012: Liz Stokoe on science and art of conversation

In this episode I interview Professor Liz Stokoe, while we were both speaking at Cheltenham Science Festival. Liz is a Professor of Social Interaction at Loughborough University, specialising in conversational analysis. Liz shares her insights into the dynamics of conversation, some of the aggressive moves people make and how to manage these situations and what we can learn from delicate exchanges such as marriage guidance mediators and suicide negotiators. I really enjoyed this interview and found it utterly fascinating to hear Liz’s insights and advice.

Episode #12
1:30 The future of human communication
2:17 The forensic examination of conversational encounters
4:30 ‘Mis-greeters’ and ‘recalibrating’ initial greetings
6:15 Liz’s route to conversational analysis
7:05 Liz’s PhD – an analysis of university tutorials. Students reluctant to show they worked hard, cool to not prepare but actually working very hard
8:10 Myth busting – Gender and interaction. Zero evidence that women and men talk differently in systematic ways
11:00 Identity categories such as gender, sexuality, ethnicity, age etc stereotype and narrow conversational focus, anything can be turned into an aspect of your identity which limits and reinforces stereotypes
12:30 The concept of coaching differently because of gender
14:00 ‘Recipient design’ – the monitoring of a conversation recipient to see if ideas are landing via body language, fractional delays in responses etc
16:07 ‘First movers’ – challenging greetings. For example, “Where’ve you been?” as a mis-greeting
19:07 Dealing with a first mover! Recalibrating the conversation and socializing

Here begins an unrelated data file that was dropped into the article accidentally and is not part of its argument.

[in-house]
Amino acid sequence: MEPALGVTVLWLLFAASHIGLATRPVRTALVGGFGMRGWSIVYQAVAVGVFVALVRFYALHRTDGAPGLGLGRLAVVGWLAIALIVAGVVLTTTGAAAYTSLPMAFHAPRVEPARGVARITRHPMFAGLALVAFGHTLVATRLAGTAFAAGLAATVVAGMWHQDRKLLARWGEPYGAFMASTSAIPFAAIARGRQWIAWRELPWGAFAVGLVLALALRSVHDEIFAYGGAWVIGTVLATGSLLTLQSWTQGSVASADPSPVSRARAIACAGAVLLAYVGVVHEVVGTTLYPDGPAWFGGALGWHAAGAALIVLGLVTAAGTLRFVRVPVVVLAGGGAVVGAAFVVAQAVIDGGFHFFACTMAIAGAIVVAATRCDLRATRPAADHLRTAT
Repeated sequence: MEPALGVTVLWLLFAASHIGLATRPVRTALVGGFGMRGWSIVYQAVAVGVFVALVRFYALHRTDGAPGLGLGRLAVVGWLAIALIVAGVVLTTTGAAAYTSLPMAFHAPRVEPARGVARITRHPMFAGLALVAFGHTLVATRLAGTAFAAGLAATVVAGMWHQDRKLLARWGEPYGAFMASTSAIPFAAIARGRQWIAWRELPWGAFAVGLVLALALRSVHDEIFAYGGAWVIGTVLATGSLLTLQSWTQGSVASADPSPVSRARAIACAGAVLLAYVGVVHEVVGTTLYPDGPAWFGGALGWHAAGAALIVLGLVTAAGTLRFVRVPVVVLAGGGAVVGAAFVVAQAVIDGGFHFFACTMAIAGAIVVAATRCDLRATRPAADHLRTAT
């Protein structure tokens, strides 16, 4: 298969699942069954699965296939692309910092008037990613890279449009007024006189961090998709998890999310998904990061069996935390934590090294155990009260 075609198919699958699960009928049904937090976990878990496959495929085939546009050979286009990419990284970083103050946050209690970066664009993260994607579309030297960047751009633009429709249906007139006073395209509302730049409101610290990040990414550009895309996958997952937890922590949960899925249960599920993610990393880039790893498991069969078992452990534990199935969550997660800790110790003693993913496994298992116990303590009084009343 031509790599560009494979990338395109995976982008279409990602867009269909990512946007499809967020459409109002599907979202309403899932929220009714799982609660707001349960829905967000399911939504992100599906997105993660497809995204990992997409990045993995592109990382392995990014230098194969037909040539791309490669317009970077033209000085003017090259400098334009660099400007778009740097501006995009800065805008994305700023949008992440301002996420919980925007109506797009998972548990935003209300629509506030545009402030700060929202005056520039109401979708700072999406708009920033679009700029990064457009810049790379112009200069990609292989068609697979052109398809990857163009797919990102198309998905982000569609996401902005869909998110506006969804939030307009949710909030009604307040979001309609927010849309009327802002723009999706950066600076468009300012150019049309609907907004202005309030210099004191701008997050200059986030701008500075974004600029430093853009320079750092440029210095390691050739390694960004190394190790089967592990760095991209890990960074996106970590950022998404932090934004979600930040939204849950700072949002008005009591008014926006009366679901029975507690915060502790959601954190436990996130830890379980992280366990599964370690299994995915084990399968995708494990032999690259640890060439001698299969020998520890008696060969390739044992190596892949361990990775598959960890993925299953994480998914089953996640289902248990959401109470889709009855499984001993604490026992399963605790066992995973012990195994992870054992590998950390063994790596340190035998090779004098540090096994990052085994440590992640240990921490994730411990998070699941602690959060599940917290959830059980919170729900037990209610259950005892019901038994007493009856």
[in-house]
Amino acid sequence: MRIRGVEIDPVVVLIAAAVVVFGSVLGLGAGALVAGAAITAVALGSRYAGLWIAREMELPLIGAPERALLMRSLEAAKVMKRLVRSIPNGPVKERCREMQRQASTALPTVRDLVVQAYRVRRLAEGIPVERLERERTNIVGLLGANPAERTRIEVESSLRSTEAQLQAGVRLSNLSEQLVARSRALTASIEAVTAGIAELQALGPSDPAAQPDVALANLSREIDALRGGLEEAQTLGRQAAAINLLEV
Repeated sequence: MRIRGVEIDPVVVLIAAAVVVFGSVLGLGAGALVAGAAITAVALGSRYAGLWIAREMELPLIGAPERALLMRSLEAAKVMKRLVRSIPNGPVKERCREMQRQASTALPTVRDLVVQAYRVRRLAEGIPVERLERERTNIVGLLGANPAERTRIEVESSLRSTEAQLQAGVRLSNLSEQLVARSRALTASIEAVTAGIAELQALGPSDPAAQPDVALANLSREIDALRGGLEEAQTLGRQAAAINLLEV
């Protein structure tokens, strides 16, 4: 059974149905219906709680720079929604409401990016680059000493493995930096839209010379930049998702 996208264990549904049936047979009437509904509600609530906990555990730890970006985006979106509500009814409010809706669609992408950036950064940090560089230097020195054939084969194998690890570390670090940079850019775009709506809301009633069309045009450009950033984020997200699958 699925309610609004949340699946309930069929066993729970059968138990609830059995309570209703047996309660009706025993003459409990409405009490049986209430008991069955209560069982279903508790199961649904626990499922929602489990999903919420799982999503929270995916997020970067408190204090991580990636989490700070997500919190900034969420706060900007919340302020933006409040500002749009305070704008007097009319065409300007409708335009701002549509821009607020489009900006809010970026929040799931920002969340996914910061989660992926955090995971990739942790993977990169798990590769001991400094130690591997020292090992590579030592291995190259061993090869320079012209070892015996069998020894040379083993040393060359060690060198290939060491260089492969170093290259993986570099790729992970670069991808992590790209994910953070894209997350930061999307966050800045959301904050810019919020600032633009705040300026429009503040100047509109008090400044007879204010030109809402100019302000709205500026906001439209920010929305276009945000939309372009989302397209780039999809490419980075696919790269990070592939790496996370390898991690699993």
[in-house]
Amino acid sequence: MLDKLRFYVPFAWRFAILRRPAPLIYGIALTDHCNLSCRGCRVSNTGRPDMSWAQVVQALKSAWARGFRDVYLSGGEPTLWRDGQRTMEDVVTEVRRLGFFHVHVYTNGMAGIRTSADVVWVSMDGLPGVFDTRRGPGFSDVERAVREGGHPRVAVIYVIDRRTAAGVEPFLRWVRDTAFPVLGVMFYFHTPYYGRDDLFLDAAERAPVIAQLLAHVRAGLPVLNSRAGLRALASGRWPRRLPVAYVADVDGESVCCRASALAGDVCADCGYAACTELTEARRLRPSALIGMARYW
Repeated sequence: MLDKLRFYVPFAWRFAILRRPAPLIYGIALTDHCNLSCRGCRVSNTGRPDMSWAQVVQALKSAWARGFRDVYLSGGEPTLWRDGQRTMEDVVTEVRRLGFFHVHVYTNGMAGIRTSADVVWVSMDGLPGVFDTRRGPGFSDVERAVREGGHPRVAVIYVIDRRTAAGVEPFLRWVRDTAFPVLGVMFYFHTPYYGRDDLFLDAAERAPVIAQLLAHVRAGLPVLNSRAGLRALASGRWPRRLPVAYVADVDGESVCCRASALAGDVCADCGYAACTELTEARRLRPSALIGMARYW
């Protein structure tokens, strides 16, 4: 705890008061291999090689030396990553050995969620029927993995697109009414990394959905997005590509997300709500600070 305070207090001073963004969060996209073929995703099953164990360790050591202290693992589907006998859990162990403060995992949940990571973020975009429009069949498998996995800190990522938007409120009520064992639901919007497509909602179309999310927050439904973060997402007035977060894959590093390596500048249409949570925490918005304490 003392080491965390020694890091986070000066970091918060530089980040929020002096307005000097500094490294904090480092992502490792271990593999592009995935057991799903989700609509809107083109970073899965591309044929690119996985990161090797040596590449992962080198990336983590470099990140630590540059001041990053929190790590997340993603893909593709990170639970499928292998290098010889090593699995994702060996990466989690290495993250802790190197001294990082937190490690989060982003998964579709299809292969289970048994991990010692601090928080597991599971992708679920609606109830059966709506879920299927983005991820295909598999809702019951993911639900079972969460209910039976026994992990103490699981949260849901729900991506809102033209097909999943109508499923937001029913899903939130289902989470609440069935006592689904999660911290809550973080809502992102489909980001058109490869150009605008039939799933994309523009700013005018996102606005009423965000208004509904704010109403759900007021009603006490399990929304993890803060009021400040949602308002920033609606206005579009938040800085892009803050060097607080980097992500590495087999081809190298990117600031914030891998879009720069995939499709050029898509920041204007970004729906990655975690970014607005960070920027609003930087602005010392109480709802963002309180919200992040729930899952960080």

21:00 Conflict is good, it is important to be able to challenge
21:34 Responding under pressure – suicide negotiators. Live conversation analysis in a real-life, lifesaving setting
25:40 Conversational Analytic Roleplay Method (CARM) – real conversation from real encounters paused…what would you do next? Learning through the expertise of others
26:00 What actually works in a real-life, live encounter, rather than roleplaying guidelines
27:30 The problems with traditional roleplay
29:57 Mediators for relationship management. Explaining a process rather than philosophy. Are you willing…? Willing works! Single words can change the outcome of a conversation either positively or negatively
34:45 Subtle changes in language create different outcomes ‘Let’s get things sorted out’ rather than ‘I can help’
36:31 The field of conversational analysis in the future
37:40 Sports coaching – tennis parents and kids. The conversations between parent and child at the beginning, middle and end of a competition

Liz’s ted talk,
Follow Liz on Twitter

Find out more about Liz’s CARM training

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Dr Steve Ingham is one of the UK’s leading figures in sport and one of the world’s leading performance scientists. He is steeped in high performance and has been integral to the development of Britain into an Olympic superpower. He has provided support to over 1000 athletes, of which over 200 have achieved World or Olympic medal success, including some of the world’s greatest athletes such as Jessica Ennis-Hill, Sir Steve Redgrave and Sir Matthew Pinsent. Steve has coached Kelly Sotherton's running for heptathlon and to 4x400m Olympic medal winning success. Steve has worked at the English Sports Council British Olympic Association, English Institute of Sport, where Steve was the Director of Science and Technical Development, leading a team of 200 scientists in support of Team GB and Paralympics GB. Ingham holds a BSc, PhD and is a Fellow of the British Association of Sport and Exercise Sciences. Steve is author of the best selling ‘How to Support a Champion: The art of applying science to the elite athlete’, discussing and inspiring the importance of learning and adapting to reach our maximum potential. Steve established Supporting Champions with the ambition of helping ambitious people to find a better way of creating high-performance. Steve hosts the Supporting Champions Podcast on sharing his pursuit of understanding and exploration in performance.

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